A parliamentary inquiry has found that the telecoms sector has “no genuine belief” that broadband targets will be met by the government, despite the targets having been cut in the last few weeks.
The government announced its plans to connect the country in its national infrastructure strategy revealed in November. The government aims to have connected 85% of the country with ultrafast broadband connections by 2025.
Previously, the government had aimed to connect 100% of the country by 2025, however one witness told the DMCS select committee that “there is no genuine belief that it is achievable”.
The committee has warned that even the new target may still be missed unless improvements are made to how the infrastructure plan is managed.
“It would not be acceptable having abandoned one unrealistic target, for the government to fail to meet a second, less ambitious, target through lack of effective planning or inadequate investment,” the committee said in its report.
“The government should outline … how it settled on the new gigabit-capable broadband target of 85% coverage by 2025, a full assessment of how likely it considers it to be met, and the detail of how it plans to deliver it.”
The committee also voiced scepticism over the government’s last-minute shift to a “technology-neutral” approach to achieve their goals.
The initial plan involved installing full-fibre connections running to every doorstep in the UK, however the new strategy seeks to leverage other forms of broadband, including 5G.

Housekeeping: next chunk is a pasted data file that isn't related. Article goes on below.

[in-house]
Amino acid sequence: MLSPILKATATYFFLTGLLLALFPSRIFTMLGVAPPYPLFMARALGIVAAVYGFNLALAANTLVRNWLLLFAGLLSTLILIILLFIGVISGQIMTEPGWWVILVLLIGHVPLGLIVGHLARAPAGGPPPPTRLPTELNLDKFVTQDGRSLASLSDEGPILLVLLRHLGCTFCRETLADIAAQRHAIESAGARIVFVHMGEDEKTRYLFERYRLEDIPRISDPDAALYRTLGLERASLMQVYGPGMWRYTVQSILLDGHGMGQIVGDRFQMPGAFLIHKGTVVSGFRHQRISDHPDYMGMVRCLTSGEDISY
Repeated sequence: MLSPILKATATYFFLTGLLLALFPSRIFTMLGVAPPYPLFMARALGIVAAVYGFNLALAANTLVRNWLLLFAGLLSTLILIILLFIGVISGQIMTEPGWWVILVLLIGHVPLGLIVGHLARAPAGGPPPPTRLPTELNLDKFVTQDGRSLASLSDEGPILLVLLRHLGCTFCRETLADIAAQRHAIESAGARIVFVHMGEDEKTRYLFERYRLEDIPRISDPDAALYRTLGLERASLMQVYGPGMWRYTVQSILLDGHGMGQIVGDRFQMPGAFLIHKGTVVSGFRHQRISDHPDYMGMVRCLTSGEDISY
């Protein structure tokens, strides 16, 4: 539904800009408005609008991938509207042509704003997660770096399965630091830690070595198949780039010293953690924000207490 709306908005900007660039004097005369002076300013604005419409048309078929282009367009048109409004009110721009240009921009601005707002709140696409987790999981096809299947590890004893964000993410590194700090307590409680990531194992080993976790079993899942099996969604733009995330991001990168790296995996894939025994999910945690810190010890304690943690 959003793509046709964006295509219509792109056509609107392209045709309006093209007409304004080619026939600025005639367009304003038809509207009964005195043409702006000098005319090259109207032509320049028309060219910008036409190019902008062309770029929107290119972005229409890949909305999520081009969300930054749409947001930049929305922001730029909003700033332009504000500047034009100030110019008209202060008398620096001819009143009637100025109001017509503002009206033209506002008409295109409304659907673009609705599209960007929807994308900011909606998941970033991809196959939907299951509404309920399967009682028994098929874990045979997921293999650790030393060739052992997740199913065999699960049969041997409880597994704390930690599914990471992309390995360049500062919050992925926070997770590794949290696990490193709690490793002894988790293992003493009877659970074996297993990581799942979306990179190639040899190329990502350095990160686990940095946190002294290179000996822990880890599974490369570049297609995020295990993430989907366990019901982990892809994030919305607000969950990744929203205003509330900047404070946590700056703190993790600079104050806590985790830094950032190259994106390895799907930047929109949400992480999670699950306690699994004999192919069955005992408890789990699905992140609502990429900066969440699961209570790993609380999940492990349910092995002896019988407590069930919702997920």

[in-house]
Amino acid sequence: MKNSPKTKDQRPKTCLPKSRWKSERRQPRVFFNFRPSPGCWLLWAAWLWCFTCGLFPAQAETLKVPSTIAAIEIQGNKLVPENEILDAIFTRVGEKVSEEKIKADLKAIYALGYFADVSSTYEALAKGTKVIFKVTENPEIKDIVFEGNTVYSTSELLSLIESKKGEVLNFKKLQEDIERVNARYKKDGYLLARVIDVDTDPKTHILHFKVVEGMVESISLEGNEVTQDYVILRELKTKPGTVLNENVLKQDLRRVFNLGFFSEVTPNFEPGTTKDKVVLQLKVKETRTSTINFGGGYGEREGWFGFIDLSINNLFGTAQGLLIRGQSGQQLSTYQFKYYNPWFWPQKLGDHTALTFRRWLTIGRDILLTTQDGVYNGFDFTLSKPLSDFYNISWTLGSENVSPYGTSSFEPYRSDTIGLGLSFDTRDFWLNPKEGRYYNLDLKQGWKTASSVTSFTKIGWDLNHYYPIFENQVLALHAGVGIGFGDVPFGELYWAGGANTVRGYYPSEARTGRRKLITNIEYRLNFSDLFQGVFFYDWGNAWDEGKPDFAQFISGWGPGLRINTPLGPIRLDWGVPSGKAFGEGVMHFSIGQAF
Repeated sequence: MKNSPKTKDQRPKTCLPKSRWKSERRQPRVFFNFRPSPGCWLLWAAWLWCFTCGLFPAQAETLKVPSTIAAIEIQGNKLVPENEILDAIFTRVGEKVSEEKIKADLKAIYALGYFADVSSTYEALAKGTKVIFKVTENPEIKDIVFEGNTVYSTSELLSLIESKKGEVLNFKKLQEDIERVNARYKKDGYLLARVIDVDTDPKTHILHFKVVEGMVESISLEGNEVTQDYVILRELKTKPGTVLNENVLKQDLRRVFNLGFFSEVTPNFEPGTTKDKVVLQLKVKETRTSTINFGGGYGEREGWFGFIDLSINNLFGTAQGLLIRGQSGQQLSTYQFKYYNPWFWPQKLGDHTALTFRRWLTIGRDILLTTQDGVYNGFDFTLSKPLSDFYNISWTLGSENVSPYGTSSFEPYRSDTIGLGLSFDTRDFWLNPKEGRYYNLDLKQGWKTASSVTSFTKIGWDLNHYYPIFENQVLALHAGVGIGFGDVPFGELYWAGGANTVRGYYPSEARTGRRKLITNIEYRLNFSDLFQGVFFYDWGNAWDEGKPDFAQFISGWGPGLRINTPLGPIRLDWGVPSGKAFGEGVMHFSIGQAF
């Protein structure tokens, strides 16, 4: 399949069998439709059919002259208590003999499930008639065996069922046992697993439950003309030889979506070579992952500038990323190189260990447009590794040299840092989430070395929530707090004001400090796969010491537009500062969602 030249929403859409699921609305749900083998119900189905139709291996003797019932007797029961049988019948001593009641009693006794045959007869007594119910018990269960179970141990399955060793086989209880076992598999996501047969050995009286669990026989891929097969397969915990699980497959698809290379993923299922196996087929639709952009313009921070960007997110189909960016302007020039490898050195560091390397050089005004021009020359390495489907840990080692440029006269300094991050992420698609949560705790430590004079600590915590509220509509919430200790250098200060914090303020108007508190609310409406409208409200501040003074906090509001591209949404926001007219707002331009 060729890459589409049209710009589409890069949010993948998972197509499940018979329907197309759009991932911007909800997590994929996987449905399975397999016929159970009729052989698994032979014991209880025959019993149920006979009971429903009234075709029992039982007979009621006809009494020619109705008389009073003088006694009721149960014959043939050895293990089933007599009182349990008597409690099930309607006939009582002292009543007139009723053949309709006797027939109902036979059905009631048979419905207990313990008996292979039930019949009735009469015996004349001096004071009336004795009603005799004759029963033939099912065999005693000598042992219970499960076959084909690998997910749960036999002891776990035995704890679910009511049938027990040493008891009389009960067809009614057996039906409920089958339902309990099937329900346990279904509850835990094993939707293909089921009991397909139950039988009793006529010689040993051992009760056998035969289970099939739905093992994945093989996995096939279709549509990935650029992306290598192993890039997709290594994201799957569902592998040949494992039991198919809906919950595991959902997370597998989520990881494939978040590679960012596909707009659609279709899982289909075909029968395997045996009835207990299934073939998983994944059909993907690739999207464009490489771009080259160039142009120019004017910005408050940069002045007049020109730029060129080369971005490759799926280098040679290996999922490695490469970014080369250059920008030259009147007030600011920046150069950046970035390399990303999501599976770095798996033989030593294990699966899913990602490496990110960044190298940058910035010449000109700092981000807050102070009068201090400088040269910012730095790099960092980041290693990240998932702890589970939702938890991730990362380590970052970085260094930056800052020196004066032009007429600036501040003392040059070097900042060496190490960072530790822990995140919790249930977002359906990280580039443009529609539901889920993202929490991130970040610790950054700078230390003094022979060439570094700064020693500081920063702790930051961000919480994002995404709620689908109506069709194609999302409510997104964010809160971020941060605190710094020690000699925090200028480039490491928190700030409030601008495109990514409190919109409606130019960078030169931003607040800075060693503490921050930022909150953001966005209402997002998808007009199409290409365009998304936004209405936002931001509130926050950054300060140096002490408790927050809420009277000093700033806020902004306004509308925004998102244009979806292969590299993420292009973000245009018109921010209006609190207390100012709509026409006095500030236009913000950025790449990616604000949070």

The committee said that even though the shift made sense, “the government must not let it come with a trade-off in performance or longevity: any technologies used to deliver gigabit connectivity must be future-proof.
“Moreover, fibre will be a significant component of other gigabit-capable technologies, such as 5G, and therefore the challenges of rolling out a truly nationwide full-fibre network must not be underestimated.”
The committee also highlighted that the £5bn the government has set aside to provide broadband to the hardest to reach homes in the country, was insufficient.
“It is difficult to see how £5bn will be enough to meet the government’s aim [and] it is therefore disappointing that over the next four years, the government will make available only 25% of the £5bn it had committed,” the report said.
Minister for digital infrastructure, Matt Warman, said: “Today we’ve set out our bold programme of national infrastructure projects to future-proof the UK’s internet networks so we can build back better from coronavirus and create new jobs and economic opportunities.
“We will begin these procurements rapidly so broadband providers big and small can move quickly to get the job done and level up communities with this much faster, next generation broadband.”
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